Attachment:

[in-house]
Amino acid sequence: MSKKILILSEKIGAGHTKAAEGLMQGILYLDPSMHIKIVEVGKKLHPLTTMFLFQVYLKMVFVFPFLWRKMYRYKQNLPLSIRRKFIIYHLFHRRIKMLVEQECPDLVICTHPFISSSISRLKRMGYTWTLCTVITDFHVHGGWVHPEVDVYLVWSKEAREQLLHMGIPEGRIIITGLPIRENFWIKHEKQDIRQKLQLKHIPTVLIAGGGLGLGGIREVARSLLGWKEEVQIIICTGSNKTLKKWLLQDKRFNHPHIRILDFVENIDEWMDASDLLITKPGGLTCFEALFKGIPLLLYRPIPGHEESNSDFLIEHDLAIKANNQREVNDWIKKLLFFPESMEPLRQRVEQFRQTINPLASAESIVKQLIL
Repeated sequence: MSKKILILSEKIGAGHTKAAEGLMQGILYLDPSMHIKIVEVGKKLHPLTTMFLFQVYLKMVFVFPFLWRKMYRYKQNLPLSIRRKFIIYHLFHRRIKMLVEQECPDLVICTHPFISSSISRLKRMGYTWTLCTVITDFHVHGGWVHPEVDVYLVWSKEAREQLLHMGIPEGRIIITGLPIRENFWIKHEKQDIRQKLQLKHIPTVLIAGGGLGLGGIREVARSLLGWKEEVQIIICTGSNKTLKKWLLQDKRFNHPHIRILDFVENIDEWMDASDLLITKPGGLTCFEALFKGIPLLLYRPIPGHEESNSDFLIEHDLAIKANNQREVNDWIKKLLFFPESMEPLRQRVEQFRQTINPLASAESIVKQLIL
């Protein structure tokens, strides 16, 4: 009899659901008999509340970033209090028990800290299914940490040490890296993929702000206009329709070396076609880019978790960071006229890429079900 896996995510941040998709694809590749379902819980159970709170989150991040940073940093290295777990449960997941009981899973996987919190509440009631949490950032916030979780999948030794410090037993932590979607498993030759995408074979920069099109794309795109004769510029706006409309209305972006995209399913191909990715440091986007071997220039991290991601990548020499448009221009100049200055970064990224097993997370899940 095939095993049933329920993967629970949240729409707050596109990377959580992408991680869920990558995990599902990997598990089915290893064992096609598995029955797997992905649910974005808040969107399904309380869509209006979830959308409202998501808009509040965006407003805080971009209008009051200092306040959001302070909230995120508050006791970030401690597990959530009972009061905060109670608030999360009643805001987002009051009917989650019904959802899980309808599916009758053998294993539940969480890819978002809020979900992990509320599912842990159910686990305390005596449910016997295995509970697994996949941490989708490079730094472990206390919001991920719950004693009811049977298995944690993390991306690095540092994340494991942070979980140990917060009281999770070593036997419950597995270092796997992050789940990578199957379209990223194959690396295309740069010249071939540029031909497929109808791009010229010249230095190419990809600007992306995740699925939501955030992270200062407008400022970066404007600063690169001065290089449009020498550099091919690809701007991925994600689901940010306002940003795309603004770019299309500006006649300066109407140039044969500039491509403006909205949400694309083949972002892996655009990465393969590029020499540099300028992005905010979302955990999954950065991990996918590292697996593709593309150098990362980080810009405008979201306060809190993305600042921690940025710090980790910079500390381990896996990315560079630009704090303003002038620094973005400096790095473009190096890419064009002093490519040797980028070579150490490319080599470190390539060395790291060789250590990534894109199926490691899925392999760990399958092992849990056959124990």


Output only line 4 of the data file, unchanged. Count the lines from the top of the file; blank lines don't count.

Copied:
């Protein structure tokens, strides 16, 4: 009899659901008999509340970033209090028990800290299914940490040490890296993929702000206009329709070396076609880019978790960071006229890429079900 896996995510941040998709694809590749379902819980159970709170989150991040940073940093290295777990449960997941009981899973996987919190509440009631949490950032916030979780999948030794410090037993932590979607498993030759995408074979920069099109794309795109004769510029706006409309209305972006995209399913191909990715440091986007071997220039991290991601990548020499448009221009100049200055970064990224097993997370899940 095939095993049933329920993967629970949240729409707050596109990377959580992408991680869920990558995990599902990997598990089915290893064992096609598995029955797997992905649910974005808040969107399904309380869509209006979830959308409202998501808009509040965006407003805080971009209008009051200092306040959001302070909230995120508050006791970030401690597990959530009972009061905060109670608030999360009643805001987002009051009917989650019904959802899980309808599916009758053998294993539940969480890819978002809020979900992990509320599912842990159910686990305390005596449910016997295995509970697994996949941490989708490079730094472990206390919001991920719950004693009811049977298995944690993390991306690095540092994340494991942070979980140990917060009281999770070593036997419950597995270092796997992050789940990578199957379209990223194959690396295309740069010249071939540029031909497929109808791009010229010249230095190419990809600007992306995740699925939501955030992270200062407008400022970066404007600063690169001065290089449009020498550099091919690809701007991925994600689901940010306002940003795309603004770019299309500006006649300066109407140039044969500039491509403006909205949400694309083949972002892996655009990465393969590029020499540099300028992005905010979302955990999954950065991990996918590292697996593709593309150098990362980080810009405008979201306060809190993305600042921690940025710090980790910079500390381990896996990315560079630009704090303003002038620094973005400096790095473009190096890419064009002093490519040797980028070579150490490319080599470190390539060395790291060789250590990534894109199926490691899925392999760990399958092992849990056959124990």